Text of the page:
Scenario: Three friends go seeking rare butterflies across the border in England.
Second location: Collard Hill, in Somerset. A hot walk up the steep hill for more incredible views across picturesque Somerset. And we weren’t far from the legendary Glastonbury Tor.
Support act: Marbled white. My first sightings of these little beauties for the year, and we saw several flitting back and forth above the long grass.
Star attraction: Large blue. Incredibly, this butterfly was declared extinct in Britain in the 1970s but was reintroduced from Sweden to Green Down, a Somerset Wildlife Trust site, in 1992. Since then the butterflies have mostly thrived (though they are affected by weather, habitat and ant conditions – for more on that, check out the National Trust Large blue blog) and they’ve been reintroduced to several other areas, including this site at Collard Hill.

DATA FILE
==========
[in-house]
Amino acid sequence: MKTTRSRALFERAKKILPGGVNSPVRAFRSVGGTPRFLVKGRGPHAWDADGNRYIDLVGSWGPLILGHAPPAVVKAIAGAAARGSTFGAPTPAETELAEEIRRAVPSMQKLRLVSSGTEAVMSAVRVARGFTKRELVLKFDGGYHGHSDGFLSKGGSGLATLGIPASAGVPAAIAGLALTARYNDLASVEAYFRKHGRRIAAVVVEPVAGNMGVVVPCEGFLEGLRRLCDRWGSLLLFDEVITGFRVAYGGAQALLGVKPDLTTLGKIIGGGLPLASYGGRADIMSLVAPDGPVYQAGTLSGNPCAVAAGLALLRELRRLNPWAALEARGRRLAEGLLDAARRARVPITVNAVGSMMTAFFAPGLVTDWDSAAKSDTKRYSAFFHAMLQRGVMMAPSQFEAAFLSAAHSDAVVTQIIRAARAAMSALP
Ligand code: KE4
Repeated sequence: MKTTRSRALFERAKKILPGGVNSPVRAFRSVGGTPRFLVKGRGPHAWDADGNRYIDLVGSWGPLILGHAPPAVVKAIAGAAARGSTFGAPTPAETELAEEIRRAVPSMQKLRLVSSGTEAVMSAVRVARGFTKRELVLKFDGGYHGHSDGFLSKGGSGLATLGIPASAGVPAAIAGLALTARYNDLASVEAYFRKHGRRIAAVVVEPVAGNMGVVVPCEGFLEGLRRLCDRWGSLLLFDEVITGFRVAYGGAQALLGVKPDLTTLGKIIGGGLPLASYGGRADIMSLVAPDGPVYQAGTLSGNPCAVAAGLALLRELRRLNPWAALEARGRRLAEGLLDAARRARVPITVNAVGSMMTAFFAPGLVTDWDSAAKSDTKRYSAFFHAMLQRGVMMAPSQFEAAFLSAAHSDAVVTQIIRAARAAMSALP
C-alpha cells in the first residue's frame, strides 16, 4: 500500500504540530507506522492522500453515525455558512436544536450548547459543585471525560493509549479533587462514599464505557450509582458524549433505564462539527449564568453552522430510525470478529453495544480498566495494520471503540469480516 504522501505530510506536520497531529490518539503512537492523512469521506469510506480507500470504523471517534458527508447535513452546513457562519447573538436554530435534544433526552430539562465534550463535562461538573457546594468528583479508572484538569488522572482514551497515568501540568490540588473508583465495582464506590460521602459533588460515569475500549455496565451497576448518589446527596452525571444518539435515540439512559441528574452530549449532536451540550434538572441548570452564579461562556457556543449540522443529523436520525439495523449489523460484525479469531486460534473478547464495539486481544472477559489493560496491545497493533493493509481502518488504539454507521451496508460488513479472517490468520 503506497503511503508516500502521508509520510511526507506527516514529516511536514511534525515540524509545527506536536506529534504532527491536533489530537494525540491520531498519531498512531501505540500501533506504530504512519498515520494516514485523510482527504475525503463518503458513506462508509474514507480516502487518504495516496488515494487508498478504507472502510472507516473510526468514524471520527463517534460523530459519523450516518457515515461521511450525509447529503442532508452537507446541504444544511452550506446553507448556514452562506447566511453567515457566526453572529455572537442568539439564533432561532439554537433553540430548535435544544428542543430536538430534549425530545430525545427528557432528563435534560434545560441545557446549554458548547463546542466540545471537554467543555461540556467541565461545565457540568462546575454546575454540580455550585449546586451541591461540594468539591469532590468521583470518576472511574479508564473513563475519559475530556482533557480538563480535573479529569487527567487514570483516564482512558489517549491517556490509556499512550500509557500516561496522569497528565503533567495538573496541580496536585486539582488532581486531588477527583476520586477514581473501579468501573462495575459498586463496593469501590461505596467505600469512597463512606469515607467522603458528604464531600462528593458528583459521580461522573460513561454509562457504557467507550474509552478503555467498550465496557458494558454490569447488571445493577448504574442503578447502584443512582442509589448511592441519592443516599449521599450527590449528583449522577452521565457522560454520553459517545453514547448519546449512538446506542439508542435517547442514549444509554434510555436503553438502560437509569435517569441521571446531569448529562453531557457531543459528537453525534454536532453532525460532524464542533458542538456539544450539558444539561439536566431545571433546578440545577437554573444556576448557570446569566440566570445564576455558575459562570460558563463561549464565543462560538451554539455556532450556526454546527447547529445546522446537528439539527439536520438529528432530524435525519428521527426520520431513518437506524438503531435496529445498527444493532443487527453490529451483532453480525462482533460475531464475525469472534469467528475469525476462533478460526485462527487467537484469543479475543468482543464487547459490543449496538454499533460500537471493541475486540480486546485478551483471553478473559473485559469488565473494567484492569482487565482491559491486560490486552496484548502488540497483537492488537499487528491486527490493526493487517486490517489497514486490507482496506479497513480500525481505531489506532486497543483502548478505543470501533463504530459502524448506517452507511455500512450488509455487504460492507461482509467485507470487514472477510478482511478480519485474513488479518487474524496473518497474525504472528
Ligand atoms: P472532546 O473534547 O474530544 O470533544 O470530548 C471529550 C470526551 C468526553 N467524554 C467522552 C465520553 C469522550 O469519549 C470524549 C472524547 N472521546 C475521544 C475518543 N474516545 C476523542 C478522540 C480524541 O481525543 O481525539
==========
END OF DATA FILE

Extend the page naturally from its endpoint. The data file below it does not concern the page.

During our visit, it was very windy at the top and very hot in the lee of the hill, not ideal conditions for seeing the butterflies but, after following the animal tracks back and forth across the hillside, we finally had good sightings of three Large blues on their favourite food plant, Wild thyme. One female was even ovipositing, which bodes well for the coming years.
It was amazing to see both these Large blues and, earlier in the day, the Heath fritillaries, both lifers for me, and I want to say a huge thank you to Gareth and Alan for letting me join their butterflying expedition. It was a truly magical day!